SCOTUS Strikes Down Part of Arizona Immigration Law


In a surprisingly welcome decision, the Supreme Court overturned three of the four provisions of Arizona’s infamous SB 1070 and remanded the fourth one back to the state courts before ruling on it. The lineup was very interesting — Chief Justice Roberts and Justice Kennedy joined Justices Breyer, Sotomayor and Ginsburg; Justice Alito agreed with them on one of the four provisions, and Justices Scalia and Thomas were left in dissent. You can read the full ruling here.

This was really a pretty straightforward case. The Constitution clearly gives authority over immigration to the federal government:

The Federal Government’s broad, undoubted power over immigration and alien status rests, in part, on its constitutional power to “establish an uniform Rule of Naturalization,” Art. I, §8, cl. 4, and on its inherent sovereign power to control and conduct foreign relations. Federal governance is extensive and complex. Among other things, federal law specifies categories ofaliens who are ineligible to be admitted to the United States; requires aliens to register with the Federal Government and to carry proof of status; imposes sanctions on employers who hire unauthorized workers; and specifies which aliens may be removed and the procedures for doing so. Removal is a civil matter, and one of its principal features is the broad discretion exercised by immigration officials, who must decide whether to pursue removal at all. Immigration and Customs Enforcement (ICE), an agency within the Department of Homeland Security, is responsible for identifying, apprehending, and removing illegal aliens…

The Supremacy Clause gives Congress the power to preempt state law. A statute may contain an express preemption provision, but state law must also give way to federal law in at least two other circumstances. First, States are precluded from regulating conduct in a field that Congress has determined must be regulated by its exclusive governance. Intent can be inferred from a framework of regulation “so pervasive . . . that Congress left no room for the States to supplement it” or where a “federal interest is so dominant that the federal system will be assumed topreclude enforcement of state laws on the same subject.” Second, state laws are preempted when they conflict with federal law, including when they stand “as an obstacle to the accomplishment and execution of the full purposes and objectives of Congress.”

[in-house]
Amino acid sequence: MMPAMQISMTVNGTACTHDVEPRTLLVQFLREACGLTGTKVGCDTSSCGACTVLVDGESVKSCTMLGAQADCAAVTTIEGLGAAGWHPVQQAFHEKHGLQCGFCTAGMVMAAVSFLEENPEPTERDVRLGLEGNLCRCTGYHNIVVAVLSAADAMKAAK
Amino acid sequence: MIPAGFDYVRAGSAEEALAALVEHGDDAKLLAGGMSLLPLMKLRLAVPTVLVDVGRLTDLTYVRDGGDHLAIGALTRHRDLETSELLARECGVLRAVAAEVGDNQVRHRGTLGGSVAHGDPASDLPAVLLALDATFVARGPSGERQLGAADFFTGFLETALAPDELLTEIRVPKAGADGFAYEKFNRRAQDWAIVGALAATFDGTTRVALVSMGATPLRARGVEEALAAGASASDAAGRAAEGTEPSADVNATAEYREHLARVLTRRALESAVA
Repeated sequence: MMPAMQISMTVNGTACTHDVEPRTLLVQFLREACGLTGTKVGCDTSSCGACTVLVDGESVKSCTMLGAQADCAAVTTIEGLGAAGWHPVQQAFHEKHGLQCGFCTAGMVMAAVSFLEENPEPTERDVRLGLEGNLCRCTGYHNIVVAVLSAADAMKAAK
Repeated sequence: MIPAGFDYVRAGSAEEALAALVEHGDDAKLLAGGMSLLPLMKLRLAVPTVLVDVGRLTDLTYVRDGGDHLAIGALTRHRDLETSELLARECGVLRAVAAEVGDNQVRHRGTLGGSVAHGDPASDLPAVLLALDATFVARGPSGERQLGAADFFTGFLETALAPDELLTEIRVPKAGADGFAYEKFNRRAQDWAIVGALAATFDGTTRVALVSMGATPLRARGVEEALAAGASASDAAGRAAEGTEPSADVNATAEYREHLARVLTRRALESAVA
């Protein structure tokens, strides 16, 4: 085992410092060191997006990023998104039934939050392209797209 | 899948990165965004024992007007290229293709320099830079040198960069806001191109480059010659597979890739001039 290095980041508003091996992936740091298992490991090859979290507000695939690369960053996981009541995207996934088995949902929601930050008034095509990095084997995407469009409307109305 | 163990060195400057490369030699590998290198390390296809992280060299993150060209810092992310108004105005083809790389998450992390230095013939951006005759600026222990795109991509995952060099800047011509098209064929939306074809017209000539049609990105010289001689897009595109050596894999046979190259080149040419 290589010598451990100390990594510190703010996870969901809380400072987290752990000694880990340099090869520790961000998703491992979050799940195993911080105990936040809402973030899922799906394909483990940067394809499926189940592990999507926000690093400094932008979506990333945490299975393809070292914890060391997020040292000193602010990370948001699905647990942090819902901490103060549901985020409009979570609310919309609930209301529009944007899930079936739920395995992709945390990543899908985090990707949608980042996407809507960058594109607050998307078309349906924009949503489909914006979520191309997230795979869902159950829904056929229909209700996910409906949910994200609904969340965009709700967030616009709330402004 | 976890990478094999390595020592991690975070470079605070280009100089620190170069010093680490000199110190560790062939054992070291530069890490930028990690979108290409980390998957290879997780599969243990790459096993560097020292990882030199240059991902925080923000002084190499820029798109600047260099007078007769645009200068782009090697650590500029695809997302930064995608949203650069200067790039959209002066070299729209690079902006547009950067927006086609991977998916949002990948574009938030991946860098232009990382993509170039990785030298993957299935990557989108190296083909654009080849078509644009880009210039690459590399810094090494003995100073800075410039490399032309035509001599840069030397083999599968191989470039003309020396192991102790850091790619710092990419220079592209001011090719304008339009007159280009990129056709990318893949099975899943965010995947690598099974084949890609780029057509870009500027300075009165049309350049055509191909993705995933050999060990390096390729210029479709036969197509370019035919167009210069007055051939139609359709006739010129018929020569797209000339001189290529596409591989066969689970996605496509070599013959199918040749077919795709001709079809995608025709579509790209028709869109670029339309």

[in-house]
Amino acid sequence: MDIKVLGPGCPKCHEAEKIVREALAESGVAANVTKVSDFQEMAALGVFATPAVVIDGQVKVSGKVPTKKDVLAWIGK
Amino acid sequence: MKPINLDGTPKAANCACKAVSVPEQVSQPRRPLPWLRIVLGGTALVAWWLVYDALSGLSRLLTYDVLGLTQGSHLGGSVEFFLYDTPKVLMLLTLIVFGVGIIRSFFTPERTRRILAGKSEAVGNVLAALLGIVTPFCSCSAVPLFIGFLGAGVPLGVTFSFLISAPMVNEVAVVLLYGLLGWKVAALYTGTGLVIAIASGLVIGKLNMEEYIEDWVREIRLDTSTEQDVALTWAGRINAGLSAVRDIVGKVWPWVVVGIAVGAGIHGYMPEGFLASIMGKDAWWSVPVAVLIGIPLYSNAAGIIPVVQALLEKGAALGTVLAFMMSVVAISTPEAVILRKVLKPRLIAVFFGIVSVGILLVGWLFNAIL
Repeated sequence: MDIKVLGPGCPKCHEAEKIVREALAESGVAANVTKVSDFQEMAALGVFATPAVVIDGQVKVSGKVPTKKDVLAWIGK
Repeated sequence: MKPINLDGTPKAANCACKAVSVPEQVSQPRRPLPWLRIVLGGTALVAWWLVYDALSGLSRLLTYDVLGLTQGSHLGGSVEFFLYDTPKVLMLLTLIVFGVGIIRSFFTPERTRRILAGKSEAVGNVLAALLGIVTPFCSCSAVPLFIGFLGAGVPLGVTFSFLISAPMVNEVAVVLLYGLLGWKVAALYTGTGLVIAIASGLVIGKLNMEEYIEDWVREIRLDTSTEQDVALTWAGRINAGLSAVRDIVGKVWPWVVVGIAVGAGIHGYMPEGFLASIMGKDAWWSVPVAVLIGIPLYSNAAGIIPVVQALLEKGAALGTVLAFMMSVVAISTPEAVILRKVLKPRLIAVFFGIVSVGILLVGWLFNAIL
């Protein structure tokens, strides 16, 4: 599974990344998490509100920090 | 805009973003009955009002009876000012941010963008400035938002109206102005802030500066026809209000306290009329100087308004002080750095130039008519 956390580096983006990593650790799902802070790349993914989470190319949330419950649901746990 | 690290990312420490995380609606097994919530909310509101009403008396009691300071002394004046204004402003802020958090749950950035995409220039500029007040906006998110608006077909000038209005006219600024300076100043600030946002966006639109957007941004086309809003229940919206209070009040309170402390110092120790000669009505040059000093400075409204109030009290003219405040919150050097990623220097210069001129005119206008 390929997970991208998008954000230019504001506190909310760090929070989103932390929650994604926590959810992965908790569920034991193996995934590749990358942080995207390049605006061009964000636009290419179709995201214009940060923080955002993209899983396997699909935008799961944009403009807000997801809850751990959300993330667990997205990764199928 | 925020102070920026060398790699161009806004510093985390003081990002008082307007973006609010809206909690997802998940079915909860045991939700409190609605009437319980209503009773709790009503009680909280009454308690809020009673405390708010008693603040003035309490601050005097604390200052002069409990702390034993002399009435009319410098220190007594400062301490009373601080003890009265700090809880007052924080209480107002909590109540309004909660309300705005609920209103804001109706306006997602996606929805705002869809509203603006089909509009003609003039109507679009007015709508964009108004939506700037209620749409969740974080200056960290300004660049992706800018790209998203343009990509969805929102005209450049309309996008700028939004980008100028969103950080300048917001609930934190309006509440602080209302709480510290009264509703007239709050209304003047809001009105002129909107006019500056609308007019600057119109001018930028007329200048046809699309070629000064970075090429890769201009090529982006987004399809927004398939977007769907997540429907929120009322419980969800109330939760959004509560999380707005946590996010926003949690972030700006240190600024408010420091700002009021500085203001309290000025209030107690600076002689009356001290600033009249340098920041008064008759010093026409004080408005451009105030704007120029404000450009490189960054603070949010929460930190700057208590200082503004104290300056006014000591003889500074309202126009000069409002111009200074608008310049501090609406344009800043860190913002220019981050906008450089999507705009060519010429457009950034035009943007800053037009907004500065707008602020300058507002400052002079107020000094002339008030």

This result is both constitutionally sound and good policy. And it should keep other states from following Arizona’s lead and adopting similar legislation.

Comments

  1. Stevarious says

    Scalia and Thomas’ opposition to this ruling should make clear (to anyone who wasn’t already in denial) that they have no interest in correctly interpreting the constitution and are only interested in furthering an agenda.

    This really really was an open and shut case.

  2. Michael Heath says

    My morning newspaper reported that the Supremes allowed the state’s law enforcement officials to continue to be obligated per state law to check for ID, which is the very fear non-white people have in the state of Arizona. However those state/local officers can’t take those people without their papers into custody, just hold them until the Feds show-up, if they respond at all.

    This report leaves some obvious questions unreported, like how long can state law enforcement officials hold brown people without papers until they have to let them go if the Feds fail to quickly show up and take these people into custody?

  3. baal says

    If the Supremacy Clause means anything it means that States can’t legislate treaties, patent rules or immigration policy. While AZ was clearly afoul of the concept, I did think there was a small chance the SCOTUS would have upheld it. They have been bizarre (in a legal sense) for the last 2 years in particular.

    The remaining provision, can be summed up in the terms of the OG FPS Castle Wolfenstein as, “Aus Weiss”.

  4. daved says

    Kagan recused herself, I think because she’d been involved with the case as Solicitor General.

  5. ttch says

    Maybe Arizona’s judges will now be encouraged to take the position that people in the country illegally are not eligible for bail, even for minor offenses?

    That wouldn’t be a penalty per se. Wouldn’t even have to be codified into law.

  6. Gregory in Seattle says

    The purpose of these laws was to allow uniformed thugs to harass anyone suspected of being Latin@. The meat of the act was the “papers, please” provision; all the Court said was, “No gravy.”